Whilst photography at the coast has long been an important part of my practice, I am now aware of approaching a favourite subject with a new appreciation of the processes in play in this environment. For example, previously I have tended to dwell on the fluid, uncertain nature of the coastline. In this project, I am regarding the sea as much more malign and destructive force, constantly gnawing away at the coast. The irony that it is human activity which is amplifying this threat is all too apparent.
The main expenditure will be on travel to locations. This will mostly be undertaken by car and will hence mainly be the cost of petrol. Anywhere in the South East is accessible on one tank of fuel, cost around £60. Should a longer journey be required, I would expect to stay overnight at my destination. B & B costs are typically £50 per night. I will meet these costs from my salary.
I have imposed the constraint that all the locations in my project will be in the South East of England. This is mainly for ethical reasons (see Creative and Ethical Constraints) and will also have the effect of limiting costs.
As I already own a full-frame DSLR camera, lenses and tripod, I do not anticipate the need for additional equipment to undertake this project.
Resources and skills
The project is based on understanding the current and projected effects of Climate Change in my local area, then interpreting these effects with pictures. Hence research skills will be required to identify relevant and credible sources to inform the locations. I am not a Geographer but do consider myself well informed on Climate Change and the underlying science.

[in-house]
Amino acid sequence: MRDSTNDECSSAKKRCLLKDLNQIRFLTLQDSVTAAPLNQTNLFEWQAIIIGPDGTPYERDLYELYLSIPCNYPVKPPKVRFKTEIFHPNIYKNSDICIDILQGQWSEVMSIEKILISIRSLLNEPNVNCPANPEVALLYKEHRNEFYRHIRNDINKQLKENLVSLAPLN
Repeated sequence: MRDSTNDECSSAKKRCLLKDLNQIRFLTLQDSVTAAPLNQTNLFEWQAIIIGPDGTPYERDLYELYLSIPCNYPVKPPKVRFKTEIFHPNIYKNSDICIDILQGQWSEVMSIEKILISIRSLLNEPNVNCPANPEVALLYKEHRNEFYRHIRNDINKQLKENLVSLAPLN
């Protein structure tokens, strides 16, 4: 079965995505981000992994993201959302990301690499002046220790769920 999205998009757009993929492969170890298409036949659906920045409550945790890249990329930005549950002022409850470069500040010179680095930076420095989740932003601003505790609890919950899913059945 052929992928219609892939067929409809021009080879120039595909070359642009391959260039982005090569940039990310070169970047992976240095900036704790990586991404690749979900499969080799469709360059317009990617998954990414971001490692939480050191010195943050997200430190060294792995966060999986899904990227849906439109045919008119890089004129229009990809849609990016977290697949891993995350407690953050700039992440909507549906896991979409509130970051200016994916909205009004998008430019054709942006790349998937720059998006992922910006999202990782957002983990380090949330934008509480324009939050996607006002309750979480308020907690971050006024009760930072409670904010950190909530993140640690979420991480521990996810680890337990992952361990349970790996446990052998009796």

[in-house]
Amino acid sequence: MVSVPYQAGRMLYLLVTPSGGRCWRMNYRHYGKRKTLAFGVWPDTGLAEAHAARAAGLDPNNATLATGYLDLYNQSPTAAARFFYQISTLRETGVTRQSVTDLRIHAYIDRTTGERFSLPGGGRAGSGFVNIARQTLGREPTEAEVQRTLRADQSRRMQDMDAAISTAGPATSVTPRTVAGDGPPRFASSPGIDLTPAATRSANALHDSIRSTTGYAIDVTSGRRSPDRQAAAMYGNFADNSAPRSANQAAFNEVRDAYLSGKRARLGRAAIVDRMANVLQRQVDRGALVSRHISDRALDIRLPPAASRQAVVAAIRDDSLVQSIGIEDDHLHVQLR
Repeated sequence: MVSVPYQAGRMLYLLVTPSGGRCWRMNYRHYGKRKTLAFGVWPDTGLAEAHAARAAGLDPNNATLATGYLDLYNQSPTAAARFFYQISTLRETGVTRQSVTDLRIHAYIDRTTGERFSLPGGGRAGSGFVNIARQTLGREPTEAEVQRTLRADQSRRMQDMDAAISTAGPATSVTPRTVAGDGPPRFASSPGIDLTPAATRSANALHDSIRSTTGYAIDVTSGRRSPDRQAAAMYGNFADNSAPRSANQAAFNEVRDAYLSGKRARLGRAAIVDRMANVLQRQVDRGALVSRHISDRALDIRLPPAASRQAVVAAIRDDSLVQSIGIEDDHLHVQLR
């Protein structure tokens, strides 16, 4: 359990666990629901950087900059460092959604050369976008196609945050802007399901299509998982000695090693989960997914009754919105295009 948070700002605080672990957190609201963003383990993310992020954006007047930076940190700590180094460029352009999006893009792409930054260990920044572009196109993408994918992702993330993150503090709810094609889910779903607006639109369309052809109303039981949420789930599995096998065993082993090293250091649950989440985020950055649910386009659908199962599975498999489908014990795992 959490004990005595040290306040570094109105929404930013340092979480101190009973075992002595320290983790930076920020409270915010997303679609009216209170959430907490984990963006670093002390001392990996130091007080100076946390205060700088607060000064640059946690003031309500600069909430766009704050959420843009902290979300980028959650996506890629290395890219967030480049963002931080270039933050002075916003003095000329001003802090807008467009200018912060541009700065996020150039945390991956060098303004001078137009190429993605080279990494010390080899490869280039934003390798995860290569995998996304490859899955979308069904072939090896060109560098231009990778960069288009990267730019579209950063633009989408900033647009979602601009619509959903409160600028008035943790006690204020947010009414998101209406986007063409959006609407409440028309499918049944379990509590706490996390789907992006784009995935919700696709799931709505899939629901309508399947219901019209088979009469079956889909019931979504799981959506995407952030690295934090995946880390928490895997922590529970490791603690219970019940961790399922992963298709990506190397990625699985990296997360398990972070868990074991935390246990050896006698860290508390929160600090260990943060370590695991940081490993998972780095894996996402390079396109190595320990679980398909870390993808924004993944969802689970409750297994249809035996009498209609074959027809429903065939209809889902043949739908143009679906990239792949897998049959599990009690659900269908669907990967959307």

My project will involve visiting locations and making creative decisions about how to depict the chosen subjects. Although I already possess a good base of landscape photography skills, I will look for ways in which I can improve my skills as I progress this project. During the collaborative peer review process, I have already been challenged to improve my post-production skills to ensure my pictures present as well as possible.
The initial timescale for this project is to create a portfolio featuring pictures related to sea level rise and flooding. This will meet the assignment date of 29th April 2019 and will be accompanied by a proposal.
Thereafter, I would like to reconsider the orientation of the project and consider different aspects of Climate Change. I would like the freedom to be influenced by the next module of the course in how I will approach new work.
In my Creative Restraints, I have elected to work in my local area. This avoids the likely charge that engaging in long-distance travel directly contributes to the environmental damage I am addressing.
The current portfolio does not include any pictures of identifiable people. Hence, there is no need for permissions or model release forms.
I will be driving to my shooting locations so will experience the normal risks of road travel. Shooting will take place in a variety of locations. The coast presents the most significant set of risks: falling from wet rocks, rockfalls or being trapped by rising tides. Precautionary measures such as being aware of high and low tide times, wearing appropriate clothing and footwear and maintaining vigilance will all contribute to my safety.
A Risk Assessment form relating to my shoot on 23rd March 2019 can be viewed here.
Research Sources & Bibliography
Michel Foucault, The Order of Things, Chapter 10 – The Human Sciences
Liz Wells, On And Beyond The White Walls: Photography As Art, from Photography: A Critical Introduction, 2015
Harold Davis, Creative Landscapes, 2011
J.A.P. Alexander, Perspectives On Place, 2015
Gaia Vince, Adventures in the Anthropocene: A Journey To The Heart of the Planet We Made, 2016
The Royal Society – The Basics of Climate Change
A Summary of Climate Risks for South East England https://www.arun.gov.uk/download.cfm?doc=docm93jijm4n1708.pdf&ver=1350
UK sites at risk from flooding